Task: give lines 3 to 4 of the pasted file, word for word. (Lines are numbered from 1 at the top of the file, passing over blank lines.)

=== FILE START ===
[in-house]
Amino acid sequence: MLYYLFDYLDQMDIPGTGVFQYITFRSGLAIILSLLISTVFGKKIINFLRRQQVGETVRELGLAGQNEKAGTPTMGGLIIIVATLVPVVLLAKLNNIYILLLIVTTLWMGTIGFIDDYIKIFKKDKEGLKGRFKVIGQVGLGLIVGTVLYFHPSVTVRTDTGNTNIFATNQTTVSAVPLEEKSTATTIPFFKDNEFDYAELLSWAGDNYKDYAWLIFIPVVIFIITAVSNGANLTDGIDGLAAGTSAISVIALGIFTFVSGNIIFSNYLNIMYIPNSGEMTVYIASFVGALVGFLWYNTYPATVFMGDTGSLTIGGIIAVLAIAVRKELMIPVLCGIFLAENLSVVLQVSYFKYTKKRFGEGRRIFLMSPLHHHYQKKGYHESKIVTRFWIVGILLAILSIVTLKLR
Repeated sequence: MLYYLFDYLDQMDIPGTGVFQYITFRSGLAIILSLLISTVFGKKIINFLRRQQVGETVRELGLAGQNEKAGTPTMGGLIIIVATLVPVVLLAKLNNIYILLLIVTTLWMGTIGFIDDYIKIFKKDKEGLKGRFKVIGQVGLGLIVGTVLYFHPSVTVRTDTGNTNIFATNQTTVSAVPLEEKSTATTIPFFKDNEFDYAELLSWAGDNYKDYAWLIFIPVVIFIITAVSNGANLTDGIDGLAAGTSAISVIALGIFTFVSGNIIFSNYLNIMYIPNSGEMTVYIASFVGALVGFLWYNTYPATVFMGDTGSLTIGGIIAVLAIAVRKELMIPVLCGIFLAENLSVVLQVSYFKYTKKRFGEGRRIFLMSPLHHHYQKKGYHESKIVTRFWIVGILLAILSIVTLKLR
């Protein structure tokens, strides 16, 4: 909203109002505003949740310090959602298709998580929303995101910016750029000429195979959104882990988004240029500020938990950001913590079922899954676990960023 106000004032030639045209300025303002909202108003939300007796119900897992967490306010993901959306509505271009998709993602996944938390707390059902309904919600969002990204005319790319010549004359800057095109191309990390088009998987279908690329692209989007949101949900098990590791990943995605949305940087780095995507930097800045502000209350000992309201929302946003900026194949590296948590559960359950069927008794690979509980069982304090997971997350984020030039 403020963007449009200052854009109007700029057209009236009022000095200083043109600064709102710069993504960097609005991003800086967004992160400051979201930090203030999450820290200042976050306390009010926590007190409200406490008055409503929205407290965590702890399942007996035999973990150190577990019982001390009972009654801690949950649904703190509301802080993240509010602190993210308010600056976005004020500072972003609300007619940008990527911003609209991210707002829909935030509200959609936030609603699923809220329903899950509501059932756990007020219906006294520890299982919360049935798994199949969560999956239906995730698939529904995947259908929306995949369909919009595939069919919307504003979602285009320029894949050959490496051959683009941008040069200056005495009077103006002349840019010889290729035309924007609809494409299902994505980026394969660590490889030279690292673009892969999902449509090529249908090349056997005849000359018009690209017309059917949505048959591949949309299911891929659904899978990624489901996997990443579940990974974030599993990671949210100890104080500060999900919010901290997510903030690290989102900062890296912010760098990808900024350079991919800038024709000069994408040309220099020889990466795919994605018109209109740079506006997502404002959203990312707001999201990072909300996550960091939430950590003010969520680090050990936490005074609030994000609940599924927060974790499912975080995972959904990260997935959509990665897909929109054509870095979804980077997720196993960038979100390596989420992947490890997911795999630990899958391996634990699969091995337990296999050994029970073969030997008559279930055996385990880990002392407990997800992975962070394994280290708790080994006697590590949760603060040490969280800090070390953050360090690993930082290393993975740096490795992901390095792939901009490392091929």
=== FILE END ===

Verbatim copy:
Repeated sequence: MLYYLFDYLDQMDIPGTGVFQYITFRSGLAIILSLLISTVFGKKIINFLRRQQVGETVRELGLAGQNEKAGTPTMGGLIIIVATLVPVVLLAKLNNIYILLLIVTTLWMGTIGFIDDYIKIFKKDKEGLKGRFKVIGQVGLGLIVGTVLYFHPSVTVRTDTGNTNIFATNQTTVSAVPLEEKSTATTIPFFKDNEFDYAELLSWAGDNYKDYAWLIFIPVVIFIITAVSNGANLTDGIDGLAAGTSAISVIALGIFTFVSGNIIFSNYLNIMYIPNSGEMTVYIASFVGALVGFLWYNTYPATVFMGDTGSLTIGGIIAVLAIAVRKELMIPVLCGIFLAENLSVVLQVSYFKYTKKRFGEGRRIFLMSPLHHHYQKKGYHESKIVTRFWIVGILLAILSIVTLKLR
């Protein structure tokens, strides 16, 4: 909203109002505003949740310090959602298709998580929303995101910016750029000429195979959104882990988004240029500020938990950001913590079922899954676990960023 106000004032030639045209300025303002909202108003939300007796119900897992967490306010993901959306509505271009998709993602996944938390707390059902309904919600969002990204005319790319010549004359800057095109191309990390088009998987279908690329692209989007949101949900098990590791990943995605949305940087780095995507930097800045502000209350000992309201929302946003900026194949590296948590559960359950069927008794690979509980069982304090997971997350984020030039 403020963007449009200052854009109007700029057209009236009022000095200083043109600064709102710069993504960097609005991003800086967004992160400051979201930090203030999450820290200042976050306390009010926590007190409200406490008055409503929205407290965590702890399942007996035999973990150190577990019982001390009972009654801690949950649904703190509301802080993240509010602190993210308010600056976005004020500072972003609300007619940008990527911003609209991210707002829909935030509200959609936030609603699923809220329903899950509501059932756990007020219906006294520890299982919360049935798994199949969560999956239906995730698939529904995947259908929306995949369909919009595939069919919307504003979602285009320029894949050959490496051959683009941008040069200056005495009077103006002349840019010889290729035309924007609809494409299902994505980026394969660590490889030279690292673009892969999902449509090529249908090349056997005849000359018009690209017309059917949505048959591949949309299911891929659904899978990624489901996997990443579940990974974030599993990671949210100890104080500060999900919010901290997510903030690290989102900062890296912010760098990808900024350079991919800038024709000069994408040309220099020889990466795919994605018109209109740079506006997502404002959203990312707001999201990072909300996550960091939430950590003010969520680090050990936490005074609030994000609940599924927060974790499912975080995972959904990260997935959509990665897909929109054509870095979804980077997720196993960038979100390596989420992947490890997911795999630990899958391996634990699969091995337990296999050994029970073969030997008559279930055996385990880990002392407990997800992975962070394994280290708790080994006697590590949760603060040490969280800090070390953050360090690993930082290393993975740096490795992901390095792939901009490392091929």